2016 was a busy session for the Colorado legislature and conservationists. Western Resource Advocates and our partners had tremendous success shaping several bills that affect protection of Colorado’s rivers and lakes.
2016 was a busy session for the Colorado legislature and conservationists. Western Resource Advocates and our partners had tremendous success shaping several bills that affect protection of Colorado’s rivers and lakes. Partnerships we solidified at the Colorado state Capitol this year will help in 2017, where we hope many proposals from Colorado’s Water Plan will move forward to advance water conservation and water recycling. A recap of key 2016 bills includes:
Rain Barrels Are Legal!! HB 16-1005 will legalize the use of residential rain barrels for all Coloradans. The bill received a rainfall of votes in the House and Senate, passing 61-3 and 27-6, respectively. Governor John Hickenlooper signed the bill at the Governor’s Mansion on May 12th. WRA was involved in crafting bill language, lining up supporters, testifying in committee, and pushing media coverage. Legalizing rain barrel use is part of our work, for more than a dozen years, to accelerate urban conservation as the cheapest, fastest, and most flexible water supply. Legalizing rain barrels will help build the water conservation ethic we need for all Colorado residents to implement Colorado’s Water Plan and its landmark urban water conservation goal.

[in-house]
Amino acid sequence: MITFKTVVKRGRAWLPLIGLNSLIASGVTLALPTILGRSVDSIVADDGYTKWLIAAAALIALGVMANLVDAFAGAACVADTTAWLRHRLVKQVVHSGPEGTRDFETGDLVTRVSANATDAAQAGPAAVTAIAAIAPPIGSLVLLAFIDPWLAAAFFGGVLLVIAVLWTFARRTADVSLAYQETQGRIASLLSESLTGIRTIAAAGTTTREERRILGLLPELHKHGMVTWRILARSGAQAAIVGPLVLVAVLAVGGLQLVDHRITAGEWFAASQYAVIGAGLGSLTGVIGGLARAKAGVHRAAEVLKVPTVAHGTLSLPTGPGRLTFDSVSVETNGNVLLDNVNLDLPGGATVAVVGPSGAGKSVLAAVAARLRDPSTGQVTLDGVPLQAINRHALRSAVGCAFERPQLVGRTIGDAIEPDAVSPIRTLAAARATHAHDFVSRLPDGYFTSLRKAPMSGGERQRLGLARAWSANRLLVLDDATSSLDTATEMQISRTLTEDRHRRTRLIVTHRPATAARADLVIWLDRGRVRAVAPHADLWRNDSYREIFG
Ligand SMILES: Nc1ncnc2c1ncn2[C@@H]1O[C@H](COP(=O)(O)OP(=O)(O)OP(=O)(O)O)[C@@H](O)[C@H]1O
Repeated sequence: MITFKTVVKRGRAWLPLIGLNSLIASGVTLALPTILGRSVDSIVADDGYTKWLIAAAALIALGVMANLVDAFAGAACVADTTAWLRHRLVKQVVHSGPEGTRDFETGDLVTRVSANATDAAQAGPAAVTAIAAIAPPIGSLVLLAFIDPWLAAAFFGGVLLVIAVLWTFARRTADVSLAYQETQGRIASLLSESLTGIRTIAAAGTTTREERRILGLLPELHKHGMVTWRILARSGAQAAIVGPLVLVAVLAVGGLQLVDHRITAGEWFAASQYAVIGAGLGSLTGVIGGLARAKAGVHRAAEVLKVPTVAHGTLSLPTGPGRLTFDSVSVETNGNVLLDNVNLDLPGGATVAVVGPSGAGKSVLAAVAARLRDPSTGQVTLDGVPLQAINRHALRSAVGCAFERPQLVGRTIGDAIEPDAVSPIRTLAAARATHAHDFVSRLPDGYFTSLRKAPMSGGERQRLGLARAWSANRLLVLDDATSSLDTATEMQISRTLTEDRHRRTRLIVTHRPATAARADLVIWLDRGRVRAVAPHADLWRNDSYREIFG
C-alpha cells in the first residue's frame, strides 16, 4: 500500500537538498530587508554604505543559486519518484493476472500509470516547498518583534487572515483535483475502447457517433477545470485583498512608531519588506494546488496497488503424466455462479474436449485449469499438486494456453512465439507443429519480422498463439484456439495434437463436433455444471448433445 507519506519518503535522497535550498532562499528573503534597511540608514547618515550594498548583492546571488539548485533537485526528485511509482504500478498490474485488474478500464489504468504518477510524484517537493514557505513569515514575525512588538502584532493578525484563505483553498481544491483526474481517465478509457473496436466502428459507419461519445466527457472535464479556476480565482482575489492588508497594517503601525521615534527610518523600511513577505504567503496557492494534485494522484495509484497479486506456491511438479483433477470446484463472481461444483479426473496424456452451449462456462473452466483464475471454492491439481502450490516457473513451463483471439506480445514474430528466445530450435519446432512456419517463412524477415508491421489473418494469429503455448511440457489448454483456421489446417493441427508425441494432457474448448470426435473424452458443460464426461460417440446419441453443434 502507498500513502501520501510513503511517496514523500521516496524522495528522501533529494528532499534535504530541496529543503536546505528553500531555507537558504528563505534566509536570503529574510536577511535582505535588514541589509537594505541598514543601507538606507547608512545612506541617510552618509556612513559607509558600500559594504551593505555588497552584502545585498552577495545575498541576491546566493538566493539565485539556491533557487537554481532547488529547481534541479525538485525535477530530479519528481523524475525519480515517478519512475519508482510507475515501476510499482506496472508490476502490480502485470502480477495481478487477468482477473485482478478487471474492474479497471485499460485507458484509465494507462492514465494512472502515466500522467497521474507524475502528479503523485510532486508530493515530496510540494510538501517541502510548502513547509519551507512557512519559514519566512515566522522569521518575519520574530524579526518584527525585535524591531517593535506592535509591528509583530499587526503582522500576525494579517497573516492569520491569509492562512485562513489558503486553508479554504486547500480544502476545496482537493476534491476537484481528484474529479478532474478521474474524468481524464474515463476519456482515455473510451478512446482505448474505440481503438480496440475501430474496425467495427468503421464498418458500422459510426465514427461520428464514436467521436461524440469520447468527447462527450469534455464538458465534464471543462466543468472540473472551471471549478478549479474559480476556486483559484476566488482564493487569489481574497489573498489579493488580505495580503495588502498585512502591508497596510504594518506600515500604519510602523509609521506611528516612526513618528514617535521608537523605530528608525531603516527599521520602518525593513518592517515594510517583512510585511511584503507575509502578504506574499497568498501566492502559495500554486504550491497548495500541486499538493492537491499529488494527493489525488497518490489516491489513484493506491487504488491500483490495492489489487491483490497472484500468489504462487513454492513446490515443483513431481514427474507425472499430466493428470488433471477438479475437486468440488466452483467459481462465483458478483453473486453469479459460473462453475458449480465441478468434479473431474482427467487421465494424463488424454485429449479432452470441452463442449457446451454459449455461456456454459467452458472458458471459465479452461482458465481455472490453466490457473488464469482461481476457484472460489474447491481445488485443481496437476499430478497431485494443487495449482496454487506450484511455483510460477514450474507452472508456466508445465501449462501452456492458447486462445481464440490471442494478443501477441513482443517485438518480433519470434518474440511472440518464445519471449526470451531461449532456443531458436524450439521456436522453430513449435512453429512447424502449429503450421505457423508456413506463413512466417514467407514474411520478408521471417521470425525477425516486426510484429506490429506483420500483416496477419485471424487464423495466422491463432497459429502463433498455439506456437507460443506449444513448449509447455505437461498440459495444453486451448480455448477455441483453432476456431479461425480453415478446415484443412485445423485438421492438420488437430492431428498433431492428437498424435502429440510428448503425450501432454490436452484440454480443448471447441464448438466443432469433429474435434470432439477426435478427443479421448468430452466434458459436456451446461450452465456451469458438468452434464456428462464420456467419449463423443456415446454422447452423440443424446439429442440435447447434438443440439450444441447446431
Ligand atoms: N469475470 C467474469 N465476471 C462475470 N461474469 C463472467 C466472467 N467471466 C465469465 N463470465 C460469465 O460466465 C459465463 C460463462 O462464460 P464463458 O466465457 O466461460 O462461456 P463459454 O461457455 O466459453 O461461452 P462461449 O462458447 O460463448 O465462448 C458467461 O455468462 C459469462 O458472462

Minimizing Water Loss: HB 16-1283 set out to decrease the water lost by municipal water providers from leaky pipes and faulty water meters. WRA worked on bill language, consulted with sponsors, and created legislative fact sheets. A concerted water loss management effort enabled through this bill could have added 20,000 acre-feet to our state’s water supplies each year, enough water for 200,000 people. Improved efficiency is a cornerstone of Colorado’s Water Plan, and water loss reduction is one of the single most effective efficiency measures we can undertake. Unfortunately, this bill did not pass out of committee. We will work to advance this bill next year after further refinements from a variety of stakeholders.
Protecting Flows for Fish: HB 16-1109—which addressed conflicts between state water law and certain proposed federal policies—passed after WRA Staff Attorney Rob Harris and our partners successfully lobbied for inclusion of language to safeguard existing laws that protect fisheries. We preserved “bypass flows,” an aquatic habitat standard that ensures enough water is kept in rivers for fish to survive. Our defensive efforts helped keep a political squabble between certain land users and federal agencies from accidentally hurting fish and other wildlife.
Adding Flexibility in Water Management to Benefit the Environment: Mixed Results: At least two bills aimed at increasing the flexibility of water management to achieve community, environmental and agricultural goals had mixed success. HB 16-1228, to enable temporary transfers of irrigation water rights to cities or other users, passed and awaits the Governor’s signature. This allows Front Range agricultural users to retain their water rights but share some of their water with other users in times of need. HB-1392, proposing to establish a statewide water bank – which would have enabled sharing water inside river basins and potentially dedicating some water for streams themselves – died in committee. WRA engaged with sponsors on both bills to help create beneficial alternative water transfer mechanisms, to enable providing water for the environment and recreation, while ensuring that the legislation did not create loopholes for unneeded and environmentally damaging water projects.